My current living/working relationship with this city has left me with somewhat tortured feedback in regards to the trials and tribulations of “Being Cincinnati.” Many a HPPY HOUR™ has been spent dissecting the short-comings of a city, seemingly, with all the necessary pieces to co-exist with the elites like Chicago, New York, Boston et al. I often joke about the reflections of sports teams out here in the midwest and their mirror-like persona to the current vibe the city embues. The Bengals as of late are prime examples, yes they are in the conversation of being on the verge of greatness, but there’s one or two pieces that seem to keep them from the game. And the city is all too quick to latch onto that one, or two pieces and throw it immediately under the bus (see Andy Dalton). What’s absolutely brilliant yet mesmerizing, however, is this city’s natural ability to forgive and forget. Never have I witnessed an entire populous so lacklusterly shrug off their pro sport meltdowns. Then again, I spent the better part of my life in Philly, where they practically tattoo their misery on their respective foreheads.
All that aside, what Cincy really lacks, and many would agree, is an identity. Something that screams Cincinnati. Not just screams it, but maybe even slaps it up, down left and right with the bravado of Italian whose espresso was just insulted by a Greek who just married said Italian’s sister and then ran off with his mom in aforementioned Italian’s Ferrari. But no, this city still has an incredible humbleness to it. It’s refreshing, but for brand architects, it’s frustrating as all hell. You should never settle for average.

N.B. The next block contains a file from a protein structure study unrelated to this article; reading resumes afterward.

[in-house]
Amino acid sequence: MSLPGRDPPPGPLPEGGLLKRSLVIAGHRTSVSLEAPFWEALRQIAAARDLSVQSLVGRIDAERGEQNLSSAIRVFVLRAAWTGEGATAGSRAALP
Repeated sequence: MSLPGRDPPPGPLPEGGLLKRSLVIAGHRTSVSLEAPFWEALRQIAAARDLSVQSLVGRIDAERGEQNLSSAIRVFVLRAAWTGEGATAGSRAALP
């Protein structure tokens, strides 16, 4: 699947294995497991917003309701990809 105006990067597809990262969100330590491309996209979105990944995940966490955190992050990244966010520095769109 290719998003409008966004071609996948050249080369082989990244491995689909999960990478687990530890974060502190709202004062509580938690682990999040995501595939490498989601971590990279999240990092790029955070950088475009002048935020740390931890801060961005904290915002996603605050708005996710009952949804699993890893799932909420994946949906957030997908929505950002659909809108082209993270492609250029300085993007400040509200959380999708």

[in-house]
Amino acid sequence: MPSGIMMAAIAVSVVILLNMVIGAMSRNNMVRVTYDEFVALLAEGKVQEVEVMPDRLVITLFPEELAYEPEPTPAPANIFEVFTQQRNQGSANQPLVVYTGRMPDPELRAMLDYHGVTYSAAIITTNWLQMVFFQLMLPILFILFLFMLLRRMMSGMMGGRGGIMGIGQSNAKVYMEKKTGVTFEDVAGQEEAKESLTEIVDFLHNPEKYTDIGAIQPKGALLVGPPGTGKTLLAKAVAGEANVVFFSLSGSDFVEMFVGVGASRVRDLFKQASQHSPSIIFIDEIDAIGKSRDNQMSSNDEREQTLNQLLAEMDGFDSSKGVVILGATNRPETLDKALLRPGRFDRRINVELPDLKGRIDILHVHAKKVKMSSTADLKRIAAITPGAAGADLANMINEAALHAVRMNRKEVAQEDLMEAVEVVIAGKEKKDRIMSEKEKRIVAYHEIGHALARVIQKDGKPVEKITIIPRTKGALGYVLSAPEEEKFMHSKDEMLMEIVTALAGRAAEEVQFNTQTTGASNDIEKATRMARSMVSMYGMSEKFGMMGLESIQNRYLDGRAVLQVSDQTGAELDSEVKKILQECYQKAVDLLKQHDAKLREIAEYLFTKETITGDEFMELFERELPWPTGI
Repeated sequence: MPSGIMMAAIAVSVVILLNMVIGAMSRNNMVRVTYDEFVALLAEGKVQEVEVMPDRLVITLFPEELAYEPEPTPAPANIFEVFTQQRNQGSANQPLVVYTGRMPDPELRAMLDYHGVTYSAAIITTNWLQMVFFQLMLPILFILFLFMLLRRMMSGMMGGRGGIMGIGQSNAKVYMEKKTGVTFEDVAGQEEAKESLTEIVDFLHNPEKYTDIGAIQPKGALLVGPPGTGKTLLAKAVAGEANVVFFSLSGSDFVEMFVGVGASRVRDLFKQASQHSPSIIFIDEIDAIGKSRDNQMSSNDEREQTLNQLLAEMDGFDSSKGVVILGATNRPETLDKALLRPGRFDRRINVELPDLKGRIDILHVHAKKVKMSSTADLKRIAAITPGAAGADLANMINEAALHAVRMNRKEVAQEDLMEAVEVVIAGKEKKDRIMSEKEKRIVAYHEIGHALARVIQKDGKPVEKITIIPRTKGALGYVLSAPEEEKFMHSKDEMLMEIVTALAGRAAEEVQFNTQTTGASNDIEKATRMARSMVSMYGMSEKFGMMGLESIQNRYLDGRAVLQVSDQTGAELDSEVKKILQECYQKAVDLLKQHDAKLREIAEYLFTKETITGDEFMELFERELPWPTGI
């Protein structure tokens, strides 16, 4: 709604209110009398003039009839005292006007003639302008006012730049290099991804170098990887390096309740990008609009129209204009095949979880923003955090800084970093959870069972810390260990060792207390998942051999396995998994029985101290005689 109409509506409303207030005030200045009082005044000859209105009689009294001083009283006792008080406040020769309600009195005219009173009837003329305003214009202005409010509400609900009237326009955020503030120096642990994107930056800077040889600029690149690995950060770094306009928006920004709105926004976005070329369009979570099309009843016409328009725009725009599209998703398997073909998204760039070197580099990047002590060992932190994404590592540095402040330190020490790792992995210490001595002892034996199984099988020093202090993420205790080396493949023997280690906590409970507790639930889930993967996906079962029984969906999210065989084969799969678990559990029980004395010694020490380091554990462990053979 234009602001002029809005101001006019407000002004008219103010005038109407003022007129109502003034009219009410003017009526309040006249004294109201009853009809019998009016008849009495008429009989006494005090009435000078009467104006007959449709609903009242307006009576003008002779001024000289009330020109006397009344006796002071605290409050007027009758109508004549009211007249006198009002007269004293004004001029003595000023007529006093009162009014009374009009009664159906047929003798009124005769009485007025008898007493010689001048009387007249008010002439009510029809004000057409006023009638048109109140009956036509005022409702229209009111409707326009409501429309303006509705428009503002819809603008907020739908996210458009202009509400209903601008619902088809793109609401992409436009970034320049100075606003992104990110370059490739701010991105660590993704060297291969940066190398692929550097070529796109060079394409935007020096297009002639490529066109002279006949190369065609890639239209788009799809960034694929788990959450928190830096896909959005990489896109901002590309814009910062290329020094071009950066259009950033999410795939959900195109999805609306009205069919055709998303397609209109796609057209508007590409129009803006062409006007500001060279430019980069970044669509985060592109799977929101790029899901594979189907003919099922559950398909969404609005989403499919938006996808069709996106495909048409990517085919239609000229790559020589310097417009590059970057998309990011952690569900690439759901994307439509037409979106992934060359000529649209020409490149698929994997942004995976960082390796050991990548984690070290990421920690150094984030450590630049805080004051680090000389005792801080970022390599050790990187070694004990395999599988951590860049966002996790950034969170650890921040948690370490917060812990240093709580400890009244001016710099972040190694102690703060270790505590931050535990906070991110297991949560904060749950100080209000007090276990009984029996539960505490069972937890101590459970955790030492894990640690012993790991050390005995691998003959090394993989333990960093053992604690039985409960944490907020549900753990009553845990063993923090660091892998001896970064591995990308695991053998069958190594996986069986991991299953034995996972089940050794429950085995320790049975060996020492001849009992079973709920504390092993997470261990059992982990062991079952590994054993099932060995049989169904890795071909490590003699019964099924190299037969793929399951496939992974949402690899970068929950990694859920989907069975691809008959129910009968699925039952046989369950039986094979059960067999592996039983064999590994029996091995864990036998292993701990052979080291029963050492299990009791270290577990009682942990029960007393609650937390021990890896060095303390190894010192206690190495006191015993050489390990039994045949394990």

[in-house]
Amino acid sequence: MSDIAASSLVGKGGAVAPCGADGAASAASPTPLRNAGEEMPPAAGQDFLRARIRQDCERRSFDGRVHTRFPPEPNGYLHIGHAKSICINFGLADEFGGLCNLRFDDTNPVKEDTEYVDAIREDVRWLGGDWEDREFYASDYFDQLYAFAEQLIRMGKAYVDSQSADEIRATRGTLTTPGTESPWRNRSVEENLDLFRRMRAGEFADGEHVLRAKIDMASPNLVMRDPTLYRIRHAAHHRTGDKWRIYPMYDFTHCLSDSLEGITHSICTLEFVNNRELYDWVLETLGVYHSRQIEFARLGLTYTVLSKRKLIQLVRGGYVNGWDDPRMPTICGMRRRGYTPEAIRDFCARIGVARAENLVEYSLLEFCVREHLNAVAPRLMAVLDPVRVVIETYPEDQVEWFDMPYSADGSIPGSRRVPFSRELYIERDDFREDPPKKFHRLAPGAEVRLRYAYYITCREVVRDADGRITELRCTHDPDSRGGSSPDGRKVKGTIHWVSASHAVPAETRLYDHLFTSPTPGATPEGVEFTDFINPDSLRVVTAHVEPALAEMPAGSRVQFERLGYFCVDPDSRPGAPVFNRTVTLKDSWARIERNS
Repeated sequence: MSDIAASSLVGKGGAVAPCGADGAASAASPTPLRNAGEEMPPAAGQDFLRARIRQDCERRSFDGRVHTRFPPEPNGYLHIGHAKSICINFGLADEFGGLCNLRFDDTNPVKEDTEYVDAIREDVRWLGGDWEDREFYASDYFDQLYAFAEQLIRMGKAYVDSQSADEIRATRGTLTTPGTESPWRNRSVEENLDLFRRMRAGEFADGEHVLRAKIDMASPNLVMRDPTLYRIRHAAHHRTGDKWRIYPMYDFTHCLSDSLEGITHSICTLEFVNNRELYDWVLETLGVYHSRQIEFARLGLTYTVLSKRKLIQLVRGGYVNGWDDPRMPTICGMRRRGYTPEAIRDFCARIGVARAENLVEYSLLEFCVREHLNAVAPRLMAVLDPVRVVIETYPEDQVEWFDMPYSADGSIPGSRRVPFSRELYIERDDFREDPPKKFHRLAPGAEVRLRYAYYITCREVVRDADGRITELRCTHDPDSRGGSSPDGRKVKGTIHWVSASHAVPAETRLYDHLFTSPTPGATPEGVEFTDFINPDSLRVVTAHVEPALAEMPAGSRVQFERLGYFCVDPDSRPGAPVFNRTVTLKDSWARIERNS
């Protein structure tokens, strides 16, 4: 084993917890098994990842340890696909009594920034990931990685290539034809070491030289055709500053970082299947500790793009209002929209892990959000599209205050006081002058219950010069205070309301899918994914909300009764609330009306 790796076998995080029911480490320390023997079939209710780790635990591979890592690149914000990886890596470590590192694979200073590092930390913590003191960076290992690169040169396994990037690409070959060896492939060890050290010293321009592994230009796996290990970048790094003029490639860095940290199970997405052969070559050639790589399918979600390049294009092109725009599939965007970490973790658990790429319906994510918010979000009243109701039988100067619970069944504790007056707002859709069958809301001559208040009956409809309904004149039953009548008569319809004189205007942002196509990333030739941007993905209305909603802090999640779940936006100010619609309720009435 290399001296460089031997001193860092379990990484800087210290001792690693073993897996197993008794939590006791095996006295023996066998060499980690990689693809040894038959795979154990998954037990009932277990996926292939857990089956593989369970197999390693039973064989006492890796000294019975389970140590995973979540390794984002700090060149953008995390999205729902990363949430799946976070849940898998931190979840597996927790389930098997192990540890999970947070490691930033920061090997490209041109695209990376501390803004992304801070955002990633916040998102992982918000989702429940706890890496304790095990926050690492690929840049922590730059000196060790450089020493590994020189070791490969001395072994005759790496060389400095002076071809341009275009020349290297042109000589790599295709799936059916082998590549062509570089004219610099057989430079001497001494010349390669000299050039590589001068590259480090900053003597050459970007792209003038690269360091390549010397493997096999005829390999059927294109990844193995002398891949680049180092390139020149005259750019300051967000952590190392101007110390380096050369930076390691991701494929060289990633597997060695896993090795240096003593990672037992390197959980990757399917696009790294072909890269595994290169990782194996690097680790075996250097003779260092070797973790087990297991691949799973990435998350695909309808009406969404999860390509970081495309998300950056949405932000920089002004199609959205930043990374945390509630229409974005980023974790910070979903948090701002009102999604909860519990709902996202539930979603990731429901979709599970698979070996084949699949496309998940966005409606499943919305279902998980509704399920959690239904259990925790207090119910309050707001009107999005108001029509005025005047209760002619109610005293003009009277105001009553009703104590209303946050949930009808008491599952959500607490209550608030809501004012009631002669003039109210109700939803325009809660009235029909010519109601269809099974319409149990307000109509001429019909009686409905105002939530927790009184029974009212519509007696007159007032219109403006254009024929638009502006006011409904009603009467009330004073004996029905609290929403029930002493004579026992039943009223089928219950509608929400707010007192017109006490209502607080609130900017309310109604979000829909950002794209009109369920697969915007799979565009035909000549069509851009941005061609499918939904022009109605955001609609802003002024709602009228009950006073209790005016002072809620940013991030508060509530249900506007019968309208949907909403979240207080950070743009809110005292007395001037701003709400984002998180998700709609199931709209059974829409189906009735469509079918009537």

Now this identity can present itself in many places and in many forms. One of the obvious places that I enjoy critiquing so much in this regard, is where people come and go all the time. Some, live here, most, have never been, so how a city presents itself in this space is what you might like to call, the grand ole first impression. We all know how important those are right? What to wear? What to say upon meeting? Do you shake or hug? The nervousness in your gut just before it all. The sweating. First impressions go a long way when entering into a relationship, business or personal. So there is no better place to start, than the Cincinnati Northern Kentucky International Airport.
So here we are. CVG. Cincy’s little mall where you can park your planes in Kentucky. If you can’t picture it, I’ll provide a few clutch photos that I have pulled together. Although, if you can’t picture it, I won’t be surprised as this easily has to fall under the most forgettable places on earth. Now, does that make it bad? No. It also doesn’t make it good. It quite literally falls under the “I will never think about this place ever again” category. Which is fine. You can go that route. But when you are the concierge to a struggling urban core, why should you settle?
Cincy. You settle for a lot. You really do. This shouldn’t be one of those things. Upon leaving the gates, and getting those travelers legs under you, your new visitor should be embraced with your culture. A culture is an identity. It’s an industry. It’s the battery. It’s your reason for waking up everyday, and putting on that (insert local brand here) tshirt. It’s that thing, for one reason or another you seemed to have burned (or never made) a long time ago.